Summary: A root canal is a way of saving a tooth that would otherwise need to be extracted. When bacteria invade the pulp chamber, that is the chamber that houses the nerve and its blood supply, a root canal is performed to clean out the chamber and seal the root ending preventing it from getting re-infected.
What is a root canal?
In the center of the every tooth there is a chamber that houses the nerve, artery, and vein-aka pulp. Any injury to the tooth can cause the pulp to deteriorate. Most injuries come in the form of tooth decay. This may cause inflammation to the pulp which will lead to sensitivity to cold. Not everyone will have pain or sensitivity with tooth decay. As a matter of fact, a slow moving decay will not likely cause any symptoms. Only fast moving acute conditions will result in symptoms.
When decay gets large, it can invade the chamber that houses the pulp. Bacteria will then infect the pulp, and cause severe inflammation to the pulp. The chamber fills with blood and has nowhere to go. At this point, you will likely have sensitivity to hot and, may also feel a pulse like throbbing. What happens is that heat causes the expansion of blood inside the chamber. This will cause an increase in the pressure within the chamber which will start to crush the pulp. In addition as your heart beats, it pushes blood to your extremities. This will temporarily increase the pressure within the chamber leading to a throbbing pain. Within several days or weeks, the pulp will die and dry out. In the next phase the tooth may stop hurting and be without symptoms. However, since the pulp chamber is filled with bacteria, it will start to spill out bacteria from the apex of the tooth into the surrounding areas. Since the pulp chamber’s blood supply has dried out, antibiotics may contain the infection, but will not cure it. The bacteria replicate and increase in number. They start to apply pressure to the surrounding bone. This will cause the destruction of the adjacent bone. Most infections will find the least resistance path through the bone and into the mouth. Other times, the infection can be dangerous, and head upwards toward the brain. Some infections will start to feed off the tissue of their surrounding. At this point the face will get swollen. Unfortunately, prescription antibiotics may not be enough, and you may need to go to the emergency room for IV antibiotics.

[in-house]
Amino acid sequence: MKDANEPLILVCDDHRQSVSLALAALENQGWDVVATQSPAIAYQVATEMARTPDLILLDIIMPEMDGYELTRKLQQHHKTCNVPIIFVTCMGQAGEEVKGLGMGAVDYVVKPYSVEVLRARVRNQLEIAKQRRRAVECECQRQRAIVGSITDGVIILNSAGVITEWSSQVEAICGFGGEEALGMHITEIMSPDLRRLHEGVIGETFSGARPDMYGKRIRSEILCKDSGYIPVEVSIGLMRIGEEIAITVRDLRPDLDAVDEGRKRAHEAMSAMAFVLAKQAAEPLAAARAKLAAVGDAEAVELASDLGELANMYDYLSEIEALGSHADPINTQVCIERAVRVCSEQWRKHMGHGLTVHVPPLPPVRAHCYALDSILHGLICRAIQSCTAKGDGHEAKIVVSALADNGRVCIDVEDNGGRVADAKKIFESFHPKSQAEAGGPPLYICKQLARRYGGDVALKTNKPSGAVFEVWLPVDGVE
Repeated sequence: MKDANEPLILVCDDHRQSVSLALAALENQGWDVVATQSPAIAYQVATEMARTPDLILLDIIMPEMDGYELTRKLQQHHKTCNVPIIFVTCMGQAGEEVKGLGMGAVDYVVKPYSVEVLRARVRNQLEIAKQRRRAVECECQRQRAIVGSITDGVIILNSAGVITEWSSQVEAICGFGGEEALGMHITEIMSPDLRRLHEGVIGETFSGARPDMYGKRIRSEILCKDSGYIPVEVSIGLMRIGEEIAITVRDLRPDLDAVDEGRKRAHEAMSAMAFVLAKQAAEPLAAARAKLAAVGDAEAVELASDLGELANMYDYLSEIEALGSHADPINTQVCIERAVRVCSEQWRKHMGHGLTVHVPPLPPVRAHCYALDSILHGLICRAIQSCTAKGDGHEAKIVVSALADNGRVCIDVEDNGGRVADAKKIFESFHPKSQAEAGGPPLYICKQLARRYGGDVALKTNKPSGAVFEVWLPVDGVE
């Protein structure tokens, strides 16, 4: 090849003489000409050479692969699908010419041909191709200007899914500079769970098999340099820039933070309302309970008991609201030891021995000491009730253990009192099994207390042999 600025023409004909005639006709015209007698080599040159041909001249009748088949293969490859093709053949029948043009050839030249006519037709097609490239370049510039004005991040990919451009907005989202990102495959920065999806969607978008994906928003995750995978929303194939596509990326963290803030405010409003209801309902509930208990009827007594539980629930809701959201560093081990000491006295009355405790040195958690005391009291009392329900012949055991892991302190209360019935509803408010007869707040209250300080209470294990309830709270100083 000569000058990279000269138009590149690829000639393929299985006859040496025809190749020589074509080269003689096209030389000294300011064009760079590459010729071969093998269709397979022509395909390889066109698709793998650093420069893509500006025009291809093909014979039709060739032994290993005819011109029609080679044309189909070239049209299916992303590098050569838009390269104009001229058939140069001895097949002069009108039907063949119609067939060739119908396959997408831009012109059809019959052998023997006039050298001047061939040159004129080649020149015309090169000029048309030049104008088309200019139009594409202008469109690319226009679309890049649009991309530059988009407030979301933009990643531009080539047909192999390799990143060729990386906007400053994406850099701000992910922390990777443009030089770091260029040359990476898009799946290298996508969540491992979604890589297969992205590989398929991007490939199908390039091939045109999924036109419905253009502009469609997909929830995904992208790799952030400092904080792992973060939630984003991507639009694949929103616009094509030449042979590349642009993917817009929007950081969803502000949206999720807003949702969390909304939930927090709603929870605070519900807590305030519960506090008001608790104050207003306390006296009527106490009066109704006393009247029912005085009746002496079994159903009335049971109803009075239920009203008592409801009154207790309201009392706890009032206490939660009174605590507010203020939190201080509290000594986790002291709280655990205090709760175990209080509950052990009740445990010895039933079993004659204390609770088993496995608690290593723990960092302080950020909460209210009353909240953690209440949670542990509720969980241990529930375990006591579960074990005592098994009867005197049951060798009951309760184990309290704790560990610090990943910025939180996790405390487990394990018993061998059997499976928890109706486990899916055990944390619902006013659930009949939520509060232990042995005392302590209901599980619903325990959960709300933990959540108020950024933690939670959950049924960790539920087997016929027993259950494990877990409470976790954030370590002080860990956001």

Does it hurt?
Majority of root canals do not hurt. A very small percentage of patients who waited too long may experience some pain. In case of large infections, the anesthetic is ineffective because they are inactivated by the infection. Also, if you have a tooth that is hot(hurting) it may be difficult to numb. Many patients do not seek treatment until the tooth starts hurting. I always tell them by that time, I may not be able to stop the pain. So if you have heard someone say that their root canal hurt, it is because they waited too long.
How do you do a root canal?
The idea is to remove the entire pulp and any bacteria from the tooth and seal the apex so it cannot get reinfected. This is done by first opening the head of the chamber. Next metal files are inserted into the chamber to scrape the wall of any bacteria and pulp. Solutions are use to dissolve the pulp and kill the bacteria. Once inside, the chamber is cleaned, a sealer is placed inside the tooth preventing it from getting reinfected.
Do I need a root canal?
If you have any of the following symptoms, you may need a root canal:
1. Severe or prolonged sensitivity to cold
2. Sensitivity to hot
3. Throbbing pulsating pain
4. Pain that keeps you up or wakes you up at night.
5. Your tooth suddenly feels like your normal bite is “off”.
6. You feel pain with pressure or when you tap on the tooth.
7. Your face is swollen.
If you suspect you need a root canal, see your dentist right away.
Also, watch the video on my my web page.
At Oasis Dental Arts, your Scripps Ranch dentist does the majority of his root canals saving you time and money.